Biden, Ukraine President to Speak Sunday Amid Tensions with Russia 

President Joe Biden plans to speak Sunday with Ukrainian President Volodymyr Zelenskiy, a White house official said Friday, a day after Biden spoke with Russian leader Vladimir Putin on how to reduce tensions on the Ukraine-Russia border. 

Biden will reaffirm support for Ukraine, discuss Russia’s military build-up on its borders and review preparations for diplomatic efforts to calm the situation in the region, the official said Friday. 

The U.S. and Russian leaders exchanged warnings over Ukraine in Thursday’s call, but their countries voiced some optimism afterwards about planned security talks in January to address Russian military actions that drew the threat of sanctions from Washington and its allies. 

The leaders’ exchange set the stage for lower-level engagement between the countries that includes the U.S.-Russia security meeting on January 9-10, followed by a Russia-NATO session on January 12, and a broader conference including Moscow, Washington and other European countries on January 13.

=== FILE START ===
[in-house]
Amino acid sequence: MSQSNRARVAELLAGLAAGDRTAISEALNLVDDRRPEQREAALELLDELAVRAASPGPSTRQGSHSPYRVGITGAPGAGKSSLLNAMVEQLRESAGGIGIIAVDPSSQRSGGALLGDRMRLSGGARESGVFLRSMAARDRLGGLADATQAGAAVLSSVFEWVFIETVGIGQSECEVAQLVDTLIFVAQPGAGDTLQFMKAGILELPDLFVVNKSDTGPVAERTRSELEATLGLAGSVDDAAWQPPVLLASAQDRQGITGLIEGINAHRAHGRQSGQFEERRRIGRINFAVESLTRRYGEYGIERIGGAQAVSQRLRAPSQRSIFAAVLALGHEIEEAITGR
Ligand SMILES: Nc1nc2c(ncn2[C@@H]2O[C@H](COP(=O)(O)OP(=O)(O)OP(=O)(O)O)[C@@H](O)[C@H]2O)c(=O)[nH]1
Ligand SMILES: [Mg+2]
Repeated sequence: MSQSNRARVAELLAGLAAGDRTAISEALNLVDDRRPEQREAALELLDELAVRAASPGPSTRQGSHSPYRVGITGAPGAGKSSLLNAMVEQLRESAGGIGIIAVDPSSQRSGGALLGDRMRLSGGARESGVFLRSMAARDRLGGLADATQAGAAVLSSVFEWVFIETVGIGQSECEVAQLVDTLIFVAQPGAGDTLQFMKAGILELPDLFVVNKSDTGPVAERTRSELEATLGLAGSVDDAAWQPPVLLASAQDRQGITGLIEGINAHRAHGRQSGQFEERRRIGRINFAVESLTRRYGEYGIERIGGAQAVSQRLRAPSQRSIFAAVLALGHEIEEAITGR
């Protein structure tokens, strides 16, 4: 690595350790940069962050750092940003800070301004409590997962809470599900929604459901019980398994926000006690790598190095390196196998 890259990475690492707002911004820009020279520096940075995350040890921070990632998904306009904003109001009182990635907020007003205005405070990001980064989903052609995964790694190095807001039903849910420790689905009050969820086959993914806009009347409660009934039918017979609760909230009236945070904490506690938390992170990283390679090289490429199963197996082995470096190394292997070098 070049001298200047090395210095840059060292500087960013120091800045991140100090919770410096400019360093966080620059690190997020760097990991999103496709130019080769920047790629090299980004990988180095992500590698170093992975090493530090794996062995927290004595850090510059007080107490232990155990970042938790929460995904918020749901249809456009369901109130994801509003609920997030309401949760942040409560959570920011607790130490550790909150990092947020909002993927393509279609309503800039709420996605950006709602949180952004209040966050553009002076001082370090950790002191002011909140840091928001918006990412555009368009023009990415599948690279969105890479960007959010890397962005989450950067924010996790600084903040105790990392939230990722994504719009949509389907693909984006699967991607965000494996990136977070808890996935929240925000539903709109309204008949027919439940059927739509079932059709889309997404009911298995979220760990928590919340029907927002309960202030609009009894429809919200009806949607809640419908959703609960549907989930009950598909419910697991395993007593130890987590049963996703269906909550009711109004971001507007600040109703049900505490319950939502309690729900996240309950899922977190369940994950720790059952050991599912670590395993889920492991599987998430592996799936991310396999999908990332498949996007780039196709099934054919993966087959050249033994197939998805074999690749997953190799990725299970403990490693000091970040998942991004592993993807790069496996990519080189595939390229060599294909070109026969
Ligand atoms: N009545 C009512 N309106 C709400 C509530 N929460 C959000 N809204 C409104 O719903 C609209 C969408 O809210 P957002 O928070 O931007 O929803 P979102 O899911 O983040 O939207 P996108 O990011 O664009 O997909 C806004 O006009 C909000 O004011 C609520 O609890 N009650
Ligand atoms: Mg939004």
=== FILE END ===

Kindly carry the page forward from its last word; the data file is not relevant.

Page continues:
U.S. Secretary of State Antony Blinken sought to lay the groundwork for the talks Friday in calls with NATO Secretary General Jens Stoltenberg and others, the State Department said. 

In conversations with the foreign ministers of Canada and Italy, Blinken discussed a united response to deter further Russian aggression against Ukraine and their consensus to impose “severe costs” on Moscow for any such actions. 

 

 

Pope Attends Year-End Service but Does Not Preside as Expected

Pope Francis ended the year by attending a vespers service Friday where he praised those who responded to the COVID-19 pandemic with responsibility and solidarity rather than an attitude of “every person for themselves.”